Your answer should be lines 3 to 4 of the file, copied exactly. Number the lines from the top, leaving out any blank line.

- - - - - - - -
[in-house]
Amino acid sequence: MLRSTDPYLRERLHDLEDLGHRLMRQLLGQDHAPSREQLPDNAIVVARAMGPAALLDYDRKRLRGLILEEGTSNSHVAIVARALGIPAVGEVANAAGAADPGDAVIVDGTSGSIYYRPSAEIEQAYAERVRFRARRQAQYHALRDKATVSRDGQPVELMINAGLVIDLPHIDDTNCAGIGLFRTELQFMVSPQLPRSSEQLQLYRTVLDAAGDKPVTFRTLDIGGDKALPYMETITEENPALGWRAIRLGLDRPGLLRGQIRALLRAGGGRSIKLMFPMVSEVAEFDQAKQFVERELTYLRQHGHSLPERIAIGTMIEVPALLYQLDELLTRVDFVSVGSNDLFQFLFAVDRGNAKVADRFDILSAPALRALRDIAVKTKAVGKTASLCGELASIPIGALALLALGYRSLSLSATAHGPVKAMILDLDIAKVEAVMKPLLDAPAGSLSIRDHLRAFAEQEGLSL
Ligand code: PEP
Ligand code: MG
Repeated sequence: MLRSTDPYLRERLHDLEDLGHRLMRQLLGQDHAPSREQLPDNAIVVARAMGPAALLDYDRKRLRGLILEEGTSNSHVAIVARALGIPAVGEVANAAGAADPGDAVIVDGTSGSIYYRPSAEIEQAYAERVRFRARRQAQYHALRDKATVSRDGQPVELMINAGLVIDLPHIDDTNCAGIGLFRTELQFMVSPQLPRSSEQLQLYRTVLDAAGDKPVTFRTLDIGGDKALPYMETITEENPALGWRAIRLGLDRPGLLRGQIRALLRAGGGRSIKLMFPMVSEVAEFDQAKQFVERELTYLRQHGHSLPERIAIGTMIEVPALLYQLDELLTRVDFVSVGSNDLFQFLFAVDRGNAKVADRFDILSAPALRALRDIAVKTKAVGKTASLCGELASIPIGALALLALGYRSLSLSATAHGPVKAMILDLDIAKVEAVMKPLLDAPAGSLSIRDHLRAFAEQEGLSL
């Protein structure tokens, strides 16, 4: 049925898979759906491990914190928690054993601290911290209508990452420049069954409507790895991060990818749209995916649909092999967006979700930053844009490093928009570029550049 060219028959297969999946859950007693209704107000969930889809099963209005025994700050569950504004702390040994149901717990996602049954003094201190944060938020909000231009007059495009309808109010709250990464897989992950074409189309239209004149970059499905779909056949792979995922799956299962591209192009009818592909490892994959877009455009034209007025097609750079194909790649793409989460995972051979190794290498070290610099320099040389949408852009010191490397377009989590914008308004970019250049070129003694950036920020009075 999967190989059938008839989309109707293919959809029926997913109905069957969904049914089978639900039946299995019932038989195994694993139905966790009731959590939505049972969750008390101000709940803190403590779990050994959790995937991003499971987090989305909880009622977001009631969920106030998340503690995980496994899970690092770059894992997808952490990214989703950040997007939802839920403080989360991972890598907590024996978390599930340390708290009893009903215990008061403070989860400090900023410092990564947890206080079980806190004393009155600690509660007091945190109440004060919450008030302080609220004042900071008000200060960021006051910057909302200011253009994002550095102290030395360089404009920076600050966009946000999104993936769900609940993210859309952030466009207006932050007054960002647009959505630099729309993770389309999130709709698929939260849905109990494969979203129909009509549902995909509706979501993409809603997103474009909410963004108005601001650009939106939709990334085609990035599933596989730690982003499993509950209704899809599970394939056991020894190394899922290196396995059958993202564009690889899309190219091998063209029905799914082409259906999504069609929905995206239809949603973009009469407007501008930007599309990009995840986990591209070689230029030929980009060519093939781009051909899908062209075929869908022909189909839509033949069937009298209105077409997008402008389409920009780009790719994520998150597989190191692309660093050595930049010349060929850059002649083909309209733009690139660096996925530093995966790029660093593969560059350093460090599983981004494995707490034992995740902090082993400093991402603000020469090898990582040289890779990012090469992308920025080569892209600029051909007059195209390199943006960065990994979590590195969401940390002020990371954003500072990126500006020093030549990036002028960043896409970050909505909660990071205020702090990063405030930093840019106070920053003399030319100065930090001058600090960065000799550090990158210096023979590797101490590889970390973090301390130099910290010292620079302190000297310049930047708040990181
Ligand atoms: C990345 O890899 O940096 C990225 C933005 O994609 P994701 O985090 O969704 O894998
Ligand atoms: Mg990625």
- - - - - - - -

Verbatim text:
Ligand code: PEP
Ligand code: MG